By now you’ve read the title for this post, maybe glanced at the photo, and are a little confused, possibly even slightly worried. Please bear with me. Every now and then it’s fun to stop focusing so intently on craft beer and see what else is going on in the beer world. Usually most emails from the big breweries get deleted automatically from my inbox. (New wide-mouth cans? Deleted! A new contest featuring cheerleaders on a boat? Deleted!) On the rare occasion, one of these emails is actually interesting and that has led to today’s discussion on Alexander Keith’s new single hop series. As a card carrying hophead, I was curious (and admittedly very skeptical) about these new beers.
Sometimes these press emails also come with the opportunity to interview someone, like the assistant to the assistant of marketing, and I wonder if anyone ever takes the brewery up on this offer. But this came with the opportunity to chat with brewmaster Steve Durand, who was kind enough to speak with me for a bit about the single hop series. Steve was able to confirm that the beers are all-grain, made with hop pellets and dry-hopped – a good start. The base beer is the same with the only difference being the Cascade and Hallertauer hops used in each beer. The hops are mainly used for flavour and aromatic properties, so don’t expect much bitterness from either. (They clock in at 27 IBUs.) Other single hop beers are currently in development and somewhere in the product testing phase.
The Hallertauer is a fairly subtle beer and the hops really struggle to come through. I had expected a lighter, cleaner malt base, but the caramel and biscuit notes dominant the spicy and earthy hop characteristics. The beer is just too sweet and unbalanced, lacking any of the properties one would expect from a single hop beer. The Cascade beer is definitely more intriguing as the juicy citrus component of the hop shines through and matches the sweet caramel body. The aromatics aren’t quite as strong as most other hoppy pale ales, but it is surprisingly not far off. It definitely plays up the floral and citrusy hop flavours, which help give the beer a more refreshing quality that the Hallertauer lacked. A little more body and some bitterness in the finish to provide balance would round out the beer, but it was still enjoyable enough to drink the whole can. The closest beer that compares is the Hop City Big Mouth Pale Ale, another beer that emphasizes the flavour and aromatics of citrusy hops but lacks bitterness.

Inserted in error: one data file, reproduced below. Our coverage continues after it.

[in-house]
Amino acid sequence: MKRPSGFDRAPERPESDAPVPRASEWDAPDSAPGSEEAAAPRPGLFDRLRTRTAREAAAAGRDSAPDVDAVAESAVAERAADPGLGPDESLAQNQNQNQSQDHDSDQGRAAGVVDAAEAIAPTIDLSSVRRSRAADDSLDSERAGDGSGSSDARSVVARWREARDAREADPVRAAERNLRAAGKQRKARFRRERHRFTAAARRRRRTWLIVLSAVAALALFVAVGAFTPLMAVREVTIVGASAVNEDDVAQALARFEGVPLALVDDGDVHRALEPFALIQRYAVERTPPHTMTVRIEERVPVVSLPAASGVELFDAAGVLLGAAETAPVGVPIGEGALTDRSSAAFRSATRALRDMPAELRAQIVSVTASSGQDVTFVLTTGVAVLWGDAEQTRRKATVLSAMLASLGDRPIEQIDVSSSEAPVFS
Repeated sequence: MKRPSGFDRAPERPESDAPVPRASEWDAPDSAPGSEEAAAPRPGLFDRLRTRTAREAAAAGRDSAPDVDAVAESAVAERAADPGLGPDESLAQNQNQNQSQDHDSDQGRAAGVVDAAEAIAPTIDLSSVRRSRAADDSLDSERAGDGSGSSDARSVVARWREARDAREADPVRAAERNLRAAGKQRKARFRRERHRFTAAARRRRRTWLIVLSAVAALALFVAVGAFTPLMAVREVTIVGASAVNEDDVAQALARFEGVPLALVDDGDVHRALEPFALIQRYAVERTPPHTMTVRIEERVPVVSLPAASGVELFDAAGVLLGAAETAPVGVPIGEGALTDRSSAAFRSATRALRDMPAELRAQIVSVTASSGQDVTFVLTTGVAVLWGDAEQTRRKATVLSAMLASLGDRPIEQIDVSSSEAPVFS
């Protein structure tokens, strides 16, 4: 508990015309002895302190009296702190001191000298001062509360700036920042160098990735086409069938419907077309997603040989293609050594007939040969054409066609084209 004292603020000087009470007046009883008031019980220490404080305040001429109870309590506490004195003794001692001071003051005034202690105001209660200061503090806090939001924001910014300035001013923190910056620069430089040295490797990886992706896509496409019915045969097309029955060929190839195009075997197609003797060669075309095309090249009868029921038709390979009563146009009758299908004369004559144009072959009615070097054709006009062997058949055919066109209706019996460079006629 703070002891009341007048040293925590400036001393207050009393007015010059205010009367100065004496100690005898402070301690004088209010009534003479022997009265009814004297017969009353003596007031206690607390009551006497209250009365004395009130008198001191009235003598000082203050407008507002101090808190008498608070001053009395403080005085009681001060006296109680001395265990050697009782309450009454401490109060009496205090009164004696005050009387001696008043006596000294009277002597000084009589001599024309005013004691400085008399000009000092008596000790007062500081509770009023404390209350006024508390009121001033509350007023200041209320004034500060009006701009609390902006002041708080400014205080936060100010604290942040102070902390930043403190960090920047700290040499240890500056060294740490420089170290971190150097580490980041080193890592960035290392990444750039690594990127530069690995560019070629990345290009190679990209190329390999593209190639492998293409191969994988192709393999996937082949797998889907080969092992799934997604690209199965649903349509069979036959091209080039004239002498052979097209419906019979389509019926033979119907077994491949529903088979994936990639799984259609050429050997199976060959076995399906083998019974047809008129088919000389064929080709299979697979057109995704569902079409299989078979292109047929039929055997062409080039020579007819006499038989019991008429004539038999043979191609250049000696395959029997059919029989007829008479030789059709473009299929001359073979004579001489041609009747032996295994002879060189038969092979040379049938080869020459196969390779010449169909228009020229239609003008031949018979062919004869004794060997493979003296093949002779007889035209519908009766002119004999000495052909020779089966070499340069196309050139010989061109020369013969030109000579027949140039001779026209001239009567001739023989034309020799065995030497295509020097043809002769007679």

One of the big questions that always gets asked when multinational breweries start to make crafty beer is, “Who are they trying to attract with this beer?” Steve said the beers are not aimed at the kind of people that only drink Keith’s, but those looking for more flavour and character in their beer. The goal for the series according to Steve is to “give the consumer what they want,” meaning a beer with more character and flavour. The beers in the hop series are not meant to turn hardcore Keith’s drinkers into hopheads, but to appeal to the different segments of the beer market. Read into that what you will – my suggestions are either something along the lines of “We realized there were beer drinkers that we weren’t making money off of” or “We realized that some people have figured out that Keith’s isn’t really an IPA.”
Maybe people are expecting me to lay into Keith’s for making a beer that seems purely based on business reasons, but craft brewers do the same thing all the time so I can’t fault them just based on that point. They didn’t take a short cut with malt extract, hop extract or adjuncts, which is impressive and commendable. There are still strides to be made in terms of overall quality, but I am also not the intended demographic. My general opinion is that Keith’s is more than welcome to put their marketing force behind single hop beers. People that drink Mad Tom or Boneshaker won’t be switching to these beers any time soon, while more flavourful and aromatic beers like these can only end up pushing consumers into the arms of craft beer. The Cascade and Hallertauer beers only continue to emphasize the importance of the craft breweries that push the envelope, rather than the multinationals that exist two years behind the curve.